German Shepherds, like all dog breeds, can become fussy eaters for one reason or another. If you’re dealing with a picky eating German Shepherd in your home, you can fix it in a matter of days or weeks. Unfortunately, many owners give in to their dogs’ eating habits, making the problem even worse over time!
So, are German Shepherds fussy eaters? German Shepherds are not fussy eaters, but they can definitely become picky if you allow them to be! It’s important not to feed them too many treats or “human foods.” However, be aware that occasionally GSDs may suffer from a food allergy or intolerance.
This article will explore why some German Shepherds are picky eaters, how to break your dog’s bad eating habit, and the health risks associated with fussy eating. I’ll also give you 15 tips to get your fussy German Shepherd eating properly again.
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Let’s dive into the world of your fussy eating dog and how to fix it!
How to Get Your German Shepherd Eating
When your German Shepherd doesn’t eat his meals, it can be a bit worrying. Some dogs will even go as far as leaving their stomachs empty for one or two days to avoid having to eat something that they don’t want to, especially German Shepherds who can be quite stubborn!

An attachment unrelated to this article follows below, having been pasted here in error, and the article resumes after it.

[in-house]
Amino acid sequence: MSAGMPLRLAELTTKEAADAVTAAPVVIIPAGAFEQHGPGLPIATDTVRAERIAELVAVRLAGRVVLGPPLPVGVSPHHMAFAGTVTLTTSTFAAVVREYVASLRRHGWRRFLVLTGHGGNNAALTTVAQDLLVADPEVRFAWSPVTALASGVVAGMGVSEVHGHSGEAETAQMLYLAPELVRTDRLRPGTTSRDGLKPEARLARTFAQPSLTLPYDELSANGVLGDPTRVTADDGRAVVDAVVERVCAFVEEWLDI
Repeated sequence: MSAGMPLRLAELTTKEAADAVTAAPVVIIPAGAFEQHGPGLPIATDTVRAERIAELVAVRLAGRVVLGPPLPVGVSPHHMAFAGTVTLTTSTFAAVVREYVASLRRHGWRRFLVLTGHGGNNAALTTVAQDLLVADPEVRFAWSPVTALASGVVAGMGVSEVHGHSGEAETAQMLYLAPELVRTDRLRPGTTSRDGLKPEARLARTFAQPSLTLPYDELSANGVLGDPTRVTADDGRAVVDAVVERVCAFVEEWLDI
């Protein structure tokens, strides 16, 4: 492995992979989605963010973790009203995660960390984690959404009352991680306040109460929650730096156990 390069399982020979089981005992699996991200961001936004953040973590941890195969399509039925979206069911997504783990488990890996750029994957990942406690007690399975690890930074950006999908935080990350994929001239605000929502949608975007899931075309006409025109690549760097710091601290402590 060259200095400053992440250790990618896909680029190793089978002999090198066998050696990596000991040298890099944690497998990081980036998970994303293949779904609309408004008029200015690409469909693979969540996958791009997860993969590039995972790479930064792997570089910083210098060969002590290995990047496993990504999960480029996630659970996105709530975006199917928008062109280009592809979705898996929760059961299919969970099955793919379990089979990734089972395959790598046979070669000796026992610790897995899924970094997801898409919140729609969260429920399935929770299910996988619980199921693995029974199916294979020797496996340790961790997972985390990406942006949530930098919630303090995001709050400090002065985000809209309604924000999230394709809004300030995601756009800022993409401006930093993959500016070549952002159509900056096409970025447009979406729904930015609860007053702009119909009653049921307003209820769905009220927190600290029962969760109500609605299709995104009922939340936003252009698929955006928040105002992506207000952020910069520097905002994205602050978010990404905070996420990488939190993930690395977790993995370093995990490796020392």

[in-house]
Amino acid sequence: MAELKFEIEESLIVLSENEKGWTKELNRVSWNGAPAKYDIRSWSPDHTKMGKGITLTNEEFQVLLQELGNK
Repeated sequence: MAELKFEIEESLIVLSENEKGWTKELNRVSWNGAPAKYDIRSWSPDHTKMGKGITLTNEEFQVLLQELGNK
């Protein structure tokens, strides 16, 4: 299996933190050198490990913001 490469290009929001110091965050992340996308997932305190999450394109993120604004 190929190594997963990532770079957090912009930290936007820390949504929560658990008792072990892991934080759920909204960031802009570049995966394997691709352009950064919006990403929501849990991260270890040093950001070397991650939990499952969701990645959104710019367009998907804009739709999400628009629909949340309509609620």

If you know that their dog food is healthy and of high-quality, and they aren’t suffering from a food allergy, you can try out a few tips to get them eating normally again.
Here are 15 tips to get your German Shepherd to eat when they’re being fussy:
- Stick to one variety of high-quality complete food whenever you feed your dog. If you repeatedly give them too much “human food,” such as chicken or steak, they’ll decline the meals that are specifically intended for them as they will hold out for something more delicious. Instead, stop them from any begging behavior and never give them anything that you didn’t buy for them to eat.
- Don’t feed your dog treats during the habit-breaking process. It might be tempting to reward them for their progress away from fussy eating, but treats only make it worse. Rather than working towards eating a normal diet, your dog will start only to eat their meals if they know they’re getting a treat after. Try rewarding them with toys instead.
- Consider the food that you’re feeding them. Many pet owners grab the cheapest, most bland food on the shelf to save money. However, it often lacks nutrition and flavor. If your dog feels that they’re not getting any taste from their food, they’ll only eat it if they’re starving. Even then, they won’t get the nutrition they require. Always choose the most expensive food you can afford to give your dog.